So the natural question is if the state’s withholding of $600 billion in our cash and investments does not fund pensions, address a budget deficit, or prevent devastation to infrastructure, how can we best restructure the purpose and use of OUR MONEY for optimal public benefits?
I see three obvious solutions.
As I first wrote, here are the lies you can expect when you address CAFR data, and how to counter them:
- The funds are “designated” and can’t be used. This is a lie because the legislators have the authority and responsibility to audit and submit this fund data for professional and independent cost-benefit analyses. Those who designate have the power to undesignate, or at least explain to taxpayers how these funds could be comprehensively restructured. To say their hands are tied is pathetic.
- The funds pay for retirement benefits. This is a lie because $600 billion is not needed to pay an account far more efficiently funded by current member contributions and direct taxation (assuming Californians would want their tax money involved). It is a lie because in a healthy economy current member contributions are roughly equal to retirement payouts. It is a lie because responsible leadership would announce the $600 billion and $8 trillion, then honestly submit the data to independent analyses and public consideration. It is a lie because the funds pay for just 4% of pension costs!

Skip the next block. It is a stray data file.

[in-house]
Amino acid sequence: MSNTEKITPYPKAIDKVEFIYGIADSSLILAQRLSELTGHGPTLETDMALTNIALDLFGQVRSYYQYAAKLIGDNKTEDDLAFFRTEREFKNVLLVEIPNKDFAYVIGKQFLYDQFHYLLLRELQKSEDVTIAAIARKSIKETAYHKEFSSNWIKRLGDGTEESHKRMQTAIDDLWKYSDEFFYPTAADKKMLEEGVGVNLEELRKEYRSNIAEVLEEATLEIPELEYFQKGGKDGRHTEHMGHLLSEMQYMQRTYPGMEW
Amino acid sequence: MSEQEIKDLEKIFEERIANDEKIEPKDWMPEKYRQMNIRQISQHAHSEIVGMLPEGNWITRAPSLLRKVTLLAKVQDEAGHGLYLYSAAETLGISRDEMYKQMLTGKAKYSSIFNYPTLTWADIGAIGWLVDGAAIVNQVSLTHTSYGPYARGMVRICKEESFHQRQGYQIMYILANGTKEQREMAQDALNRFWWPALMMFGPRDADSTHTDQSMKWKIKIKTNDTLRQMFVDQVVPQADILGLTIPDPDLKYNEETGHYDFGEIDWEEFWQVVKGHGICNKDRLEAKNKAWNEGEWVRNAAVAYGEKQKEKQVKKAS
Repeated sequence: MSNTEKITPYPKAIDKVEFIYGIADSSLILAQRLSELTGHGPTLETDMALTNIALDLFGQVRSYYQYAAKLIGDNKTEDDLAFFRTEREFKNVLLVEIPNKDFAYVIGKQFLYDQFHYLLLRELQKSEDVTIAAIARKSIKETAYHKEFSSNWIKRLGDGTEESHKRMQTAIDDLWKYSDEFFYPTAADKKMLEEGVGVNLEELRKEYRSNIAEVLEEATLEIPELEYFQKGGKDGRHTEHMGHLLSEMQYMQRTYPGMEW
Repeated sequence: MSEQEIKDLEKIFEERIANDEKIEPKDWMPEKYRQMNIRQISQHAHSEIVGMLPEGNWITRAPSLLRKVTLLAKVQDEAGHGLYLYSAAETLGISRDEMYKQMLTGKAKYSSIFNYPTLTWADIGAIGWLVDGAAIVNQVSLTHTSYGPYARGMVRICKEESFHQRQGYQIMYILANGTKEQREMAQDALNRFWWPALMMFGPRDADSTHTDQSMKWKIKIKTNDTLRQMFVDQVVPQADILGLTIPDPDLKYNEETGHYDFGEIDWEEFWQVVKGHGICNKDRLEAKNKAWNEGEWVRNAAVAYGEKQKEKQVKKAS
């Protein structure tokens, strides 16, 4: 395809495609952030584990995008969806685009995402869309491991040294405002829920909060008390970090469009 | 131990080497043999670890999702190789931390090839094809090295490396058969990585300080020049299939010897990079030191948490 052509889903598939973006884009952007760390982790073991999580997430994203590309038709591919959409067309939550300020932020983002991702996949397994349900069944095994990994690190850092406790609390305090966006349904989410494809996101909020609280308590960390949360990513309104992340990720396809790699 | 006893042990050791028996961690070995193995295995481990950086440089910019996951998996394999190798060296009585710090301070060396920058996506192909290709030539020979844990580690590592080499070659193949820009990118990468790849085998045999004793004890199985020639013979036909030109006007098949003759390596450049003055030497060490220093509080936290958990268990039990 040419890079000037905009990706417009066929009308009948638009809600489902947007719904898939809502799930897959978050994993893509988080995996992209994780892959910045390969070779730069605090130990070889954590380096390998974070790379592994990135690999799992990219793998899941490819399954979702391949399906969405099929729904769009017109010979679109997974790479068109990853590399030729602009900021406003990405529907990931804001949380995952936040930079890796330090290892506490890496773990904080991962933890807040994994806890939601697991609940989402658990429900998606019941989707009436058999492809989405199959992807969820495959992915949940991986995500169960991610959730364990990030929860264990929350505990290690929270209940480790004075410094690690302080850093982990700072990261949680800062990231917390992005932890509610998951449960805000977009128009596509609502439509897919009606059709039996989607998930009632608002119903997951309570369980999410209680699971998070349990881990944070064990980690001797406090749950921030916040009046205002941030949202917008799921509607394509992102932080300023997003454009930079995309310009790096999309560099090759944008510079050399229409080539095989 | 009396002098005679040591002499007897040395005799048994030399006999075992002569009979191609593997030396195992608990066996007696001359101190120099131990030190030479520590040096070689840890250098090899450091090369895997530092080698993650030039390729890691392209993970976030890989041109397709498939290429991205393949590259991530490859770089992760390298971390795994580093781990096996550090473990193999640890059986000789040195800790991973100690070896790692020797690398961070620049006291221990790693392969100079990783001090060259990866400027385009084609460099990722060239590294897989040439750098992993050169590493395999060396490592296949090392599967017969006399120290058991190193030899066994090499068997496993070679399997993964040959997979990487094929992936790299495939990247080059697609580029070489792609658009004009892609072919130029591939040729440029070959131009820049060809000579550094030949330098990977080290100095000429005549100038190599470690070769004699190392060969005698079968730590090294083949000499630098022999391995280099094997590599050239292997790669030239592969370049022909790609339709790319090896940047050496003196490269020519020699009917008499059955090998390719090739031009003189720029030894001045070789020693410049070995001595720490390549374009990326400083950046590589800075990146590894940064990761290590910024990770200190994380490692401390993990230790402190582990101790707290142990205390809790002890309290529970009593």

- The funds are needed for “rainy days.” This is a lie because a state-owned bank could provide at-cost credit for budget shortfalls. Indeed, a state-owned bank providing public credit rather than private for-profit credit could have 2% mortgages that would cover all of California’s tax revenue. The only state with a state-owned bank is North Dakata; also the only state with continuing and increasing budget surpluses.
“Silence can only be equated with fraud when there is a legal and moral duty to speak or when an inquiry left unanswered would be intentionally misleading. We cannot condone this shocking conduct… If that is the case we hope our message is clear. This sort of deception will not be tolerated and if this is routine it should be corrected immediately.” – U.S. v. Prudden, 424 F.2d. 1021; U.S. v. Tweel, 550 F. 2d. 297, 299, 300 (1977)